Introduction to Global Maritime Distress Safety System (GMDSS)

During the 18th century, the ships sailing in international and coastal waters were dependent on the Morse code to send any kind of distress signal to a coastal authority or ships in the nearby vicinity during emergency. Since it was a transmission of texture information using tones or lights, this kind of message was never very clear to understand what kind of emergency is there on board ships. Therefore, an internationally agreed safety procedure was adopted by IMO under SOLAS chapter IV which is known as GMDSS- Global Maritime Distress Safety System.

GMDSS and its Uses

On 1st Feb 1999, the fully implemented GMDSS came to picture. It was a set standard for usage of communication protocol, procedures and safety equipment to be used at the time of distress situation by the ship. Under GMDSS, all the passenger ships and cargo ship above 300 GT involved in the voyages in international waters have to carry equipment as per GMDSS.

When a ship uses GMDSS, it basically sends a distress signal via a satellite or radio communicationequipment. It’s also used as a medium for sending or receiving maritime safety information and general communication channel.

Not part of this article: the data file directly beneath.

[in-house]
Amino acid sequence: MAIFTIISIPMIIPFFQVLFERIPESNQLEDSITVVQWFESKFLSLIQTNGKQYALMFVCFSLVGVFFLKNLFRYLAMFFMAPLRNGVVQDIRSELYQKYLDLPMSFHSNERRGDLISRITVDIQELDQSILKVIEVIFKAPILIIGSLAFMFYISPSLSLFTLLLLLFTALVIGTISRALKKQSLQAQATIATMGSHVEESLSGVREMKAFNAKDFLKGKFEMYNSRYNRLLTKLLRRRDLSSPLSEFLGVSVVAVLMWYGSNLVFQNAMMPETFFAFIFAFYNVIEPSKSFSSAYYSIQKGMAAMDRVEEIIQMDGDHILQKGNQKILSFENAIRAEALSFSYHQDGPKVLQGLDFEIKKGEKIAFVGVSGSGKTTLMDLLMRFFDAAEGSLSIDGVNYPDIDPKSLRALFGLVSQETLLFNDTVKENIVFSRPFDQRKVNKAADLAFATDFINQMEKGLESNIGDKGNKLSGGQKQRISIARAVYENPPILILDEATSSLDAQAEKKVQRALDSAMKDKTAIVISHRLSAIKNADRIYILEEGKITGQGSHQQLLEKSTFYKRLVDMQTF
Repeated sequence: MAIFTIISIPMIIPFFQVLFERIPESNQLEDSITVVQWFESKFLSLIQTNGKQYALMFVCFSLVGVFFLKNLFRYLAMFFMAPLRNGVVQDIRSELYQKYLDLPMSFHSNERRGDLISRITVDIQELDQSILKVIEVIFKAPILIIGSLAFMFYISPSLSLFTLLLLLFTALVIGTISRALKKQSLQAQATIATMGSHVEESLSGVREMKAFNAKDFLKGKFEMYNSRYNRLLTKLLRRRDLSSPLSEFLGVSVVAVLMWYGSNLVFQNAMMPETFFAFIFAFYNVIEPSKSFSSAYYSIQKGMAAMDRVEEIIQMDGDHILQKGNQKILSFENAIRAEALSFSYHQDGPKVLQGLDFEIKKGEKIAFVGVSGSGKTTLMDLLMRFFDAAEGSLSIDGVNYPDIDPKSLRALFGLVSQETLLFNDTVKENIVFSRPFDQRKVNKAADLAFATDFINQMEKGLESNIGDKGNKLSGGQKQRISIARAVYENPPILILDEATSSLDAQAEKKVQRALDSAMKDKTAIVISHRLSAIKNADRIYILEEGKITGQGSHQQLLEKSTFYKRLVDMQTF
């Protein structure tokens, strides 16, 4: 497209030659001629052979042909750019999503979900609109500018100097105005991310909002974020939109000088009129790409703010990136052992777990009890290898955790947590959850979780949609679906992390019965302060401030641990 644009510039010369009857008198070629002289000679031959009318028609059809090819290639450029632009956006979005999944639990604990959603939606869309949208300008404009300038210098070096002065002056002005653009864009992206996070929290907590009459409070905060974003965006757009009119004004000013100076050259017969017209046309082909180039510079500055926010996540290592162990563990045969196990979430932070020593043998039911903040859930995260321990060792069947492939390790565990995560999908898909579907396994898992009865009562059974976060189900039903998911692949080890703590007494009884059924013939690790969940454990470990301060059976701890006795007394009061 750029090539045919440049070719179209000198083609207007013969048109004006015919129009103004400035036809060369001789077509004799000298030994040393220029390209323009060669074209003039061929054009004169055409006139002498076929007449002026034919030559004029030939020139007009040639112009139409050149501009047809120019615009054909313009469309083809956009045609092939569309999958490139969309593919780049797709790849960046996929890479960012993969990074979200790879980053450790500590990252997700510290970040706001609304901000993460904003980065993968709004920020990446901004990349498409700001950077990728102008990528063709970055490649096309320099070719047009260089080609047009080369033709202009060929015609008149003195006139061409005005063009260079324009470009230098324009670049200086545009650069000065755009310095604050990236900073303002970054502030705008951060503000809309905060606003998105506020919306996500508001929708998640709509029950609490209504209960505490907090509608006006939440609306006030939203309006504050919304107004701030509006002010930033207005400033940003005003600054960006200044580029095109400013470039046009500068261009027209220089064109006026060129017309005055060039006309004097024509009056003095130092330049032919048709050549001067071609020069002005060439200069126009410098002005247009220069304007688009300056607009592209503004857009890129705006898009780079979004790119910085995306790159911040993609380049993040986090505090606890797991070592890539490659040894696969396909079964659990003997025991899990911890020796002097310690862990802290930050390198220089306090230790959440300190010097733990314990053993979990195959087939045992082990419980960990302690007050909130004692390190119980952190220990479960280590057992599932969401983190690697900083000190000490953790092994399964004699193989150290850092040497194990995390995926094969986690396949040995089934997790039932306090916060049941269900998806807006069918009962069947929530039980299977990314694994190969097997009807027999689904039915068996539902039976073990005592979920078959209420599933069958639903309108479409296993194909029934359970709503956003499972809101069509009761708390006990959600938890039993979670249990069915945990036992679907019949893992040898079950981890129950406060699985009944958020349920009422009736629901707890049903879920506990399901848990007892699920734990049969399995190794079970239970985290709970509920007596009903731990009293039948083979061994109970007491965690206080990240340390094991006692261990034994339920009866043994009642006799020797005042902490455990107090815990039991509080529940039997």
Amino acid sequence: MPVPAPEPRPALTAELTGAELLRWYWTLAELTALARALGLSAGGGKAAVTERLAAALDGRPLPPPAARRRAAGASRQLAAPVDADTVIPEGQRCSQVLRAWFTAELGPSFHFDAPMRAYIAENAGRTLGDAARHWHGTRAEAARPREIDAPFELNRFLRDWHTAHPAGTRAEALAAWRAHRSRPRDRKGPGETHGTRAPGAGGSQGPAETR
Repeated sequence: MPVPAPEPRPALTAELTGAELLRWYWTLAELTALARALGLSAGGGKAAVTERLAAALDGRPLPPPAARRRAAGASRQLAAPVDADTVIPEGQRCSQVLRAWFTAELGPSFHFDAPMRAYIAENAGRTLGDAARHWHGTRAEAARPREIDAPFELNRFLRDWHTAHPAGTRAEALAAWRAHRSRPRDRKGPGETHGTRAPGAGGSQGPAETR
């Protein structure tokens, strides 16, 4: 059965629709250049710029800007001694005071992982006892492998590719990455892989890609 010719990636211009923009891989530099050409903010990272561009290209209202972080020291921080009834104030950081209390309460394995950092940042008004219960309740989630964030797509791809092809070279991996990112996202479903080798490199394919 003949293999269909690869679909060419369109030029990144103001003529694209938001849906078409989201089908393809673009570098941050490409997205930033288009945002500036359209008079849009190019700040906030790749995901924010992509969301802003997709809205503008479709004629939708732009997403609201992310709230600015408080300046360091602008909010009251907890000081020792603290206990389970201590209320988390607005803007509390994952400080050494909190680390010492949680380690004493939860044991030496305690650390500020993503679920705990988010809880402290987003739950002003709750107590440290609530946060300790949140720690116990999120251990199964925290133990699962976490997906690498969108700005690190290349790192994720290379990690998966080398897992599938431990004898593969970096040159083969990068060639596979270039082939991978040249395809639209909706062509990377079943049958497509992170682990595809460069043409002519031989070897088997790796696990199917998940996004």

In the GMDSS framework, there are different Sea Areas to allot the working equipment in the respective area. They are as follows:

A1 20 to 50 M VHF DSC
A2 50 to 400 M VHF + MF
A3 70° N to 70° S VHF + MF + One INMARSAT
A4 Above 70° N or S HF + MF + VHF

To understand the above table further, following are the ranges with regard to the frequencies in a specific band:

Medium Frequencies: 300 KHz to 3 MHz
High Frequencies: 3 MHz to 30 MHz
Very High Frequencies: 30 MHz to 300 MHz
Very High Frequencies (VHF)
For the purposes of maritime communication, the range of 156 MHz to 174 MHz is allocated. Channel 16, which is set at 156.800 MHz, is for Distress, Urgency and Safety communication. Channel 70, set at 156.525 MHz, if for routine VHF DSC (Digital Selective Calling) watch.

GUARD channels are set put above and below Channel 16 to avoid any interference on Channel 16. One cannot have seamless traffic on Channel 16 with interference with regard to other communication aside from distress, safety and urgency. So the Guard channel frequencies are 156.775 MHz and 156.825 MHz.

Among other things, the VHF set runs on a 24 Volt DC supply with J3E type of transmission for Radiotelephony and G2B type of transmission for VHF DSC.

The different elements of GMDSS are as follows:
INMARSAT:  It is a Satellite operated system that includes ship earth station terminals – Inmarsat B, C and F77. It provides telex, telephone and data transfer services between ship-to-ship, ship to shore, and shore to ship along with a priority telex and telephone service connected to shore rescue centres.